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Approved research

Integrate summary level data from UK Biobank into the Knowledge Portal Network (KPN), an infrastructure that integrates, interprets, and presents genetic data to spark insights into complex diseases.

Principal Investigator: Dr Jason Flannick
Approved Research ID: 41189
Approval date: July 31st 2019

Lay summary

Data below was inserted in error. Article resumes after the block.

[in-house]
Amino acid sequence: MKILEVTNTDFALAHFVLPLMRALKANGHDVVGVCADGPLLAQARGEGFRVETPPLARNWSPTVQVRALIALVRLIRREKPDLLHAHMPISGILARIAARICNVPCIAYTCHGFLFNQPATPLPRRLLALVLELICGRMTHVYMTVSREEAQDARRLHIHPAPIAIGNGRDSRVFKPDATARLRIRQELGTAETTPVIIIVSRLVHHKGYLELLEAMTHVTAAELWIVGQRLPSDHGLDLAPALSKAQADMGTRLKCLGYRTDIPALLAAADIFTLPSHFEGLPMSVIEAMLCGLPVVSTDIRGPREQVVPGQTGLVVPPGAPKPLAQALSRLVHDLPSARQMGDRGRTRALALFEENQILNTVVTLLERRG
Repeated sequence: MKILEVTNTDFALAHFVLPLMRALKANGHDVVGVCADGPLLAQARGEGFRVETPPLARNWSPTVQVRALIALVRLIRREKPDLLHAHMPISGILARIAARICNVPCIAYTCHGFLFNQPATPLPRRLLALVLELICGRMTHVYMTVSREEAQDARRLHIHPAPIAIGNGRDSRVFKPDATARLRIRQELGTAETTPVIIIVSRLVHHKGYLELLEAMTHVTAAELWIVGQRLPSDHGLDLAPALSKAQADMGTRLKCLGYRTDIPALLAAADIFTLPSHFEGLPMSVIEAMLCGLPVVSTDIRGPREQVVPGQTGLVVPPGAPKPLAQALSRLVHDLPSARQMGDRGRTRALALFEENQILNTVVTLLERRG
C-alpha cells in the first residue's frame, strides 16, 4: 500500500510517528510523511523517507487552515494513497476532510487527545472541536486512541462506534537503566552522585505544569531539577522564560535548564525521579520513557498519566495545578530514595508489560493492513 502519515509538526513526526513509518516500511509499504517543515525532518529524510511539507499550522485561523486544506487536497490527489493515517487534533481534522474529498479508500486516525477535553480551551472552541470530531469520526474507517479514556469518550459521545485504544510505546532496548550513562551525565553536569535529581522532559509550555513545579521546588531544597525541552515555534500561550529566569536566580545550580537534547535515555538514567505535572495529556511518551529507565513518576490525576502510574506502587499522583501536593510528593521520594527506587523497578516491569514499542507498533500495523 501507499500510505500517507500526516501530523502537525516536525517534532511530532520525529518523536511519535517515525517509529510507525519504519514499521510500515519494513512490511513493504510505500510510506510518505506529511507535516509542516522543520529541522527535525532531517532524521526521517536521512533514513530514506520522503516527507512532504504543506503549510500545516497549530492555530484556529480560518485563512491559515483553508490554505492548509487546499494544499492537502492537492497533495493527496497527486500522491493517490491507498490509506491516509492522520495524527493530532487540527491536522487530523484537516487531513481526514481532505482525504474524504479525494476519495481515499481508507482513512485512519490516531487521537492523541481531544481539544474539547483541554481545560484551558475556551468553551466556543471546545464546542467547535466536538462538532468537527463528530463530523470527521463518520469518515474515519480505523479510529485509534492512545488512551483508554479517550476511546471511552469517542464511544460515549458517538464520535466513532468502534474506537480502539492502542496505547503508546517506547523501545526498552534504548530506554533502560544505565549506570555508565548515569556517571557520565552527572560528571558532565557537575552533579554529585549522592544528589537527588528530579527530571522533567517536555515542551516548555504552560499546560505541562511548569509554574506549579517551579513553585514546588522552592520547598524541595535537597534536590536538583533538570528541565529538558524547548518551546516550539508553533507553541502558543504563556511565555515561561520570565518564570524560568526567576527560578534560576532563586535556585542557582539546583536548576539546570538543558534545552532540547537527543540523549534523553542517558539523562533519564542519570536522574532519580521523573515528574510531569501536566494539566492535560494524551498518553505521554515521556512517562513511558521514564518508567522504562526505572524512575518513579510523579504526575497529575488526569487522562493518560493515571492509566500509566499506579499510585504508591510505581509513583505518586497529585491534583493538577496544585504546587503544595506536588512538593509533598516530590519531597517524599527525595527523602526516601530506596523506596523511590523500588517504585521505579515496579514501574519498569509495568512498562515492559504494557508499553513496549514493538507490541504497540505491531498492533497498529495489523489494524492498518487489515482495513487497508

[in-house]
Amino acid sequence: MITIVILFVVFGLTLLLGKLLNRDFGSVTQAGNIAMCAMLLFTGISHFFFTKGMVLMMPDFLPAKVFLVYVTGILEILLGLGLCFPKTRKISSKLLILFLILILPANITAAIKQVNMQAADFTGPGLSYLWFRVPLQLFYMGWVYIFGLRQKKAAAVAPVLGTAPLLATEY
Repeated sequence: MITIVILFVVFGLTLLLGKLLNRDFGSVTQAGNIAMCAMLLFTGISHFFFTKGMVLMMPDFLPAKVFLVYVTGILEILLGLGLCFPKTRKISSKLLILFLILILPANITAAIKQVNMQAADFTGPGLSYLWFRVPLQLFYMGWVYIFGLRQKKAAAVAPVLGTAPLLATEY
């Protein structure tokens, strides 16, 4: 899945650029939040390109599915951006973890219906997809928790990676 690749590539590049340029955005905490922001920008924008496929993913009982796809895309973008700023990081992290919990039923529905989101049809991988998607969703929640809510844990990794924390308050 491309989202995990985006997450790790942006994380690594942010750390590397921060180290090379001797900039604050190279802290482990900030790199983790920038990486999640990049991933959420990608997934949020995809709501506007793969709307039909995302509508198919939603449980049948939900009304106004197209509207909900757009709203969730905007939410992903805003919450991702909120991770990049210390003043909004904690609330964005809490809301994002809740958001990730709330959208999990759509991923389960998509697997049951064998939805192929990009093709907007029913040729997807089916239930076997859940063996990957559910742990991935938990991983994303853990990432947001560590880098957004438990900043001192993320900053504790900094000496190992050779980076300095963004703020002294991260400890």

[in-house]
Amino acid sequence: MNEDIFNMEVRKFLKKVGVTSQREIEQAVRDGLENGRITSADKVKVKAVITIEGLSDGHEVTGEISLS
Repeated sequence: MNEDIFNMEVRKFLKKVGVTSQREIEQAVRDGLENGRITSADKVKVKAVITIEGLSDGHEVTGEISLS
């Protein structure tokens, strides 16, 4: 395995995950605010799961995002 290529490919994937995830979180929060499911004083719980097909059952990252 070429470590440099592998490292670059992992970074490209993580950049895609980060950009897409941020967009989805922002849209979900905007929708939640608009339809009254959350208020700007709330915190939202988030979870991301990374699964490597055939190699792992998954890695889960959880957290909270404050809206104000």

The Knowledge Portal Network (KPN) builds human genetic knowledge portals that focus on complex diseases, such as T2D, MI, and stroke. The knowledge portals are publicly available to anyone with a google login who is willing to abide by the terms of our data use. KPN proposes running genetic analysis on the UK Biobank data using best practices and making the analyses results publicly available to view in the context of other disease specific data sets. We are specifically focusing on T2D, MI, stroke, and related traits. UK Biobank results will be available on the following disease portals over time: T2D (, MI (, and stroke ( No individual level data will be made available through the knowledge portals. This project will last 3 years. We are proposing the following aims for our application: 1) Securely store, harmonize, perform QC, and single variant analysis on the T2D, MI, stroke, and related traits of interest using the UK Biobank resource. 2) Load the summary level results to the T2D, MI, and stroke portals from the precomputed analyses performed in aim 1. The results can be accessed by users to look at results from the analysis and view these results in the context of other disease specific datasets. 3) Work with the portal community to determine other phenotypes of interest and add them to the data in the knowledge portal. We aspire to assist researchers in their work to advance knowledge of complex diseases by using available human genetic datasets to guide their research. In addition to adding new datasets to the knowledge portals, we also are developing and implementing new tools based on feedback from our community of users. The tools are key for allowing portal users to explore their hypotheses in the context of other datasets for the disease of interest.